Plants use “trojan horse” to fight mold invasions

Plant RNA defense systems hidden in unassuming “bubbles”.


Gray mold, caused by the fungus Botrytis cinerea, is a disease of many crop species: almost all fruits, vegetables, and many flowers. It is the world’s second most damaging fungus for food crops, causing billions in annual crop losses.

A recent study explains how plants defend themselves against harmful mold. Imagine tiny bubbles made of fat that plants send to the mold’s cells. These bubbles carry particular information in the form of RNA. Once inside the mold cells, this RNA helps to stop the mold from causing harm.

This study shows that plants are actively trying to protect themselves from mold. The bubbles they send, called extracellular vesicles, were known to contain small RNA molecules that can turn off genes in the mold. Now, scientists have found out that these bubbles also carry messenger RNA (mRNA) that can disrupt essential processes inside the mold cells, like the functions of their parts called organelles. So, plants use these bubbles to launch a defense against the invading mold.

Hailing Jin, a Microbiology & Plant Pathology Department professor at UCR, said, “These mRNAs can encode some proteins that end up in the mitochondria of the mold cells. Those are the powerhouses of any cell because they generate energy. Once inside, they mess up the structure and function of the fungal mitochondria, which inhibits the growth and virulence of the fungus.”

The reason why the fungus accepts the lipid bubbles from the plants isn’t entirely clear, but the researcher, Jin, suggests that the fungus might be taking them in because they’re hungry. The fungus may not be aware that these bubbles contain hidden RNA. It likely sees the vesicles as a source of nutrients.

Using this strategy is efficient for plants because mRNA molecules can significantly impact the fungus. Unlike other molecular weapons, the unique thing about delivering mRNA is that one RNA can be turned into many copies of proteins. This amplification enhances the effectiveness of the mRNA as a weapon against the fungus.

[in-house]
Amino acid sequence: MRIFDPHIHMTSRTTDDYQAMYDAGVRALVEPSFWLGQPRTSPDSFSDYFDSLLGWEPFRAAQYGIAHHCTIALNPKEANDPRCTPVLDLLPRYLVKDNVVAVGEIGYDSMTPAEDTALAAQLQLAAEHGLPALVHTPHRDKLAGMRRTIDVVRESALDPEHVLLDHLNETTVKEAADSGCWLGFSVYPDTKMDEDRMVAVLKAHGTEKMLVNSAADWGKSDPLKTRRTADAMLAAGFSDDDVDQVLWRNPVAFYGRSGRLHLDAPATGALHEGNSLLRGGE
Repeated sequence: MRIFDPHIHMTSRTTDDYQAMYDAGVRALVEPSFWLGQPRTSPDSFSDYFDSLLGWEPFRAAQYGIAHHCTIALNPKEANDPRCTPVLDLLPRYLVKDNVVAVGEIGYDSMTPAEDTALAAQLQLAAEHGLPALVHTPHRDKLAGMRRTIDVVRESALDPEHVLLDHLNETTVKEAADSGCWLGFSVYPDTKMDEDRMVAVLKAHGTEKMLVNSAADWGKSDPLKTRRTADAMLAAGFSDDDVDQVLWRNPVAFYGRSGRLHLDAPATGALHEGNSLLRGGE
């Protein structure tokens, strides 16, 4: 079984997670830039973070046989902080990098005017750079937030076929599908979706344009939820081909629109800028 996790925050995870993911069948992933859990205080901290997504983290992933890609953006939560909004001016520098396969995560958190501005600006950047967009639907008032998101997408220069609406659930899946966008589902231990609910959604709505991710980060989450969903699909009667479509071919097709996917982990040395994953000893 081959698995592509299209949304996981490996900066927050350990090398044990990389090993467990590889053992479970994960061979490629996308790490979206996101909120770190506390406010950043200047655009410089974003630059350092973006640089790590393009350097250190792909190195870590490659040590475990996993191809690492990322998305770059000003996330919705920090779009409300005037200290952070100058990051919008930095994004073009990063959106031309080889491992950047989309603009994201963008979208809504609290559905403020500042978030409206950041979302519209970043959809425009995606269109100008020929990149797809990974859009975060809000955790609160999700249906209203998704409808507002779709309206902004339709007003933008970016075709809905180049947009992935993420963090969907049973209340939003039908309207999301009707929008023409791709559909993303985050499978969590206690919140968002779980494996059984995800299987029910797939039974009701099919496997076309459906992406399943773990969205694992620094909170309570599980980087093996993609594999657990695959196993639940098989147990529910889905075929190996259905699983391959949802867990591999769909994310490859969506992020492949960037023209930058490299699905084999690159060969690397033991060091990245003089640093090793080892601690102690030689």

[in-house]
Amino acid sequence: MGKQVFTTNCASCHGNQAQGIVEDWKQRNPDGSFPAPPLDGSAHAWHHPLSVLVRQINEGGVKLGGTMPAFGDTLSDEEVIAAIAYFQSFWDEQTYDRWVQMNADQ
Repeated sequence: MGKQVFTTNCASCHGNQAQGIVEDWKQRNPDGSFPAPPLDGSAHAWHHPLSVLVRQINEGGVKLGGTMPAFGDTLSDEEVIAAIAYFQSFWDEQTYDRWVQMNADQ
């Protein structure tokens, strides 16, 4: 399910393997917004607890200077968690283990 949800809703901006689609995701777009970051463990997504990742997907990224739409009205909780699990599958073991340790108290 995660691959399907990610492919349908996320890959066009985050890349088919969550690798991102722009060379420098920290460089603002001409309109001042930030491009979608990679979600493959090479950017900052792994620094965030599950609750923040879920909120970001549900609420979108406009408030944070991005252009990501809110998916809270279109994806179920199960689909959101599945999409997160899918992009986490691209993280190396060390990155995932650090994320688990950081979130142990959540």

Interestingly, the mold also uses similar lipid bubbles to transport small damaging RNAs into the infected plants. This is part of a co-evolutionary arms race between plants and fungi. Since RNAs are quickly degraded, the lipid bubbles provide excellent protection for transporting vulnerable cargo, benefiting plants and fungi in their ongoing struggle for survival.

Jin said“During infections, there are always a lot of communications and molecule exchanges where plants and fungi try to fight against each other. Previously, people looked at proteins being exchanged. Modern technology has enabled us to discover another important group of players in this battle.”

“We are hoping to use this discovery to create innovative, eco-friendly fungicides. RNA-based fungicides would not leave toxic residue in the environment and would not affect humans or animals. RNA is present in most food, and it is easily digested.”

“There is a never-ending battle to control pests and pathogens. If we can deliver mRNA that interferes with mold cellular functions, we can help plants more effectively fight in this battle.”

Journal Reference:

  1. Shumei Wang, Baoye He et al. Plant mRNAs move into a fungal pathogen via extracellular vesicles to reduce infection. Cell Host & Microbe. DOI: 10.1016/j.chom.2023.11.020


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